At the end of the 19. century, the number of students of the subject mathematics at universities and technical universities in Germany dramatically grew bigger. Fully occupied lecture halls initiated structural changes most importantly in the education of descriptive geometry. Drawings at the black board were not equally visible for all the students with a growing number of the audience. Also, a projector was used in mathematical lectures with which illustrations of models or geometrical drawings could be shown to a larger audience. In Göttingen, this development is documented by a large slide collection that was built from approximately 1898 on by Friedrich Schilling who was professor for descriptive geometry. Today, the collection consists of circa 900 glass plates that were partly bought up from professional photographers, partly produced by scientific assistants themselves.
The motives (mainly slide positives and negatives of the format 9 x 12 cm) were thematically assigned in wooden boxes that are intended for these. Its motives range from images of the early plane models to photographs of the Paris world's fair in 1900 to geometrical drawings and illustrations of models.
A seperate class of the slide collection consists of stereoscopic photographs of models and buildings. Two stereoscopically photographed pictures were installed side by side on a glass plate so that they can be viewed three-dimensionally with a projector intended for them. 3D glasses that are still preserved in the collection suggest that the view of stereoscopic model pictures in Göttingen took place despite its complex technique.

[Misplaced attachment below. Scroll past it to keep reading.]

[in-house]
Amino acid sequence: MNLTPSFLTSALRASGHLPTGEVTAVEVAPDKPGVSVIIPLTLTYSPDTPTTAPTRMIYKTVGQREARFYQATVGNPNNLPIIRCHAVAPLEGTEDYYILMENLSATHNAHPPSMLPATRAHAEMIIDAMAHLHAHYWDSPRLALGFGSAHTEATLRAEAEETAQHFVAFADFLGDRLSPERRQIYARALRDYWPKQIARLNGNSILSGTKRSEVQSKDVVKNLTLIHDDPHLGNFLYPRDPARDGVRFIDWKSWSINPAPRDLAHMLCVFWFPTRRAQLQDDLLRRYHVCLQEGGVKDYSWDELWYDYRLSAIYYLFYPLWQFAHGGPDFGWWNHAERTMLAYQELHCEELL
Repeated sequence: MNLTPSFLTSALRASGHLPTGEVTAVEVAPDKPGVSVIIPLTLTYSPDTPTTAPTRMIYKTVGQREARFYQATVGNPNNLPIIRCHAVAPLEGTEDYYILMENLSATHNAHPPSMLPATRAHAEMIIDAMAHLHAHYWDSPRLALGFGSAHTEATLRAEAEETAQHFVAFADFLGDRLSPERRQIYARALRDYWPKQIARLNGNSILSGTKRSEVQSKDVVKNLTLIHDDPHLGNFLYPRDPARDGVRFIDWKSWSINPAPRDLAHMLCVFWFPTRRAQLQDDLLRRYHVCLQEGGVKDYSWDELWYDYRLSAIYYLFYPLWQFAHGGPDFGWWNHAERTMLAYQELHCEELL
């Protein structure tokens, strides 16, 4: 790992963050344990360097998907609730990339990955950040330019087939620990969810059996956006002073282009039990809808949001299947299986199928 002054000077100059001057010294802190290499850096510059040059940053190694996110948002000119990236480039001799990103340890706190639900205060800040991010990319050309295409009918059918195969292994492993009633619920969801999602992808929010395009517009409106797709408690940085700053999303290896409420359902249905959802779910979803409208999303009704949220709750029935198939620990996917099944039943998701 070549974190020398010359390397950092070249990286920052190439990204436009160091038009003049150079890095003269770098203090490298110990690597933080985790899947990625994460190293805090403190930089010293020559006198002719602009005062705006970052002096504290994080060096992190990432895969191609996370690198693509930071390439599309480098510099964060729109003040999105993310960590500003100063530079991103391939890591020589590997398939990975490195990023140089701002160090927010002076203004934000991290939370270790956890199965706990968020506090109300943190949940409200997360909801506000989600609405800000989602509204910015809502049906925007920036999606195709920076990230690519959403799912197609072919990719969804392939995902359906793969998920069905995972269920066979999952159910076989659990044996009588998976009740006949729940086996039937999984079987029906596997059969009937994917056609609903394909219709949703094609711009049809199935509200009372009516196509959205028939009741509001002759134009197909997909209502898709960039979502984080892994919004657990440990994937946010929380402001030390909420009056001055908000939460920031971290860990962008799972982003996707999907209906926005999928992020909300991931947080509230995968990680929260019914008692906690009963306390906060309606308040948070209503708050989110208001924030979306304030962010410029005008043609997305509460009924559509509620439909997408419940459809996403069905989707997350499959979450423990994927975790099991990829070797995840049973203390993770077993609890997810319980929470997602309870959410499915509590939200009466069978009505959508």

The stereoscopies could also viewed with manual stereoscopes that are part of the Göttingen model collection.
The use of a projector established new ways in the use of mathematical models with increasing number of students. Hence, the Göttingen slide collection documents the stages of mathematical visual instruction lectures at around 1900 that moved away from the use of three-dimensional material models to more practical, handy and also cheaper processes for the education of stereoscopic vision. The slide collection permits to use the advantages of a mathematical model for the visual instruction education without having to use the object itself. Therefore, 1904 Schilling suggested the reader of the instructions of his slide collection (and with it colleagues of other institutes and seminars) to use a projector for mathematical education.1 In the Göttingen auditorium hall, where the mathematical institute was housed until 1929, already 1901 extra hitches were installed in the lecture room no. 18 to allow a smooth use of the projection method.2
1: Schilling, Friedrich (1905): Welche Vorteile gewährt die
des Projektionsapparates im mathematischen Unterricht?
(Which advantages does the use of a projector grant in mathematical education?)
In: A. Krazer (Hg.):
Verhandlungen des 3. Internationalen Mathematiker-Kongresses in Heidelberg vom
8. bis 13. August 1904. Leipzig: Teubner, S. 751-755, here: p. 755
2: Cf. die Nachlassakte Felix Kleins (the deceased's file of Felix Klein): SUB Universität Göttingen HSD, Cod. MsFKlein2C.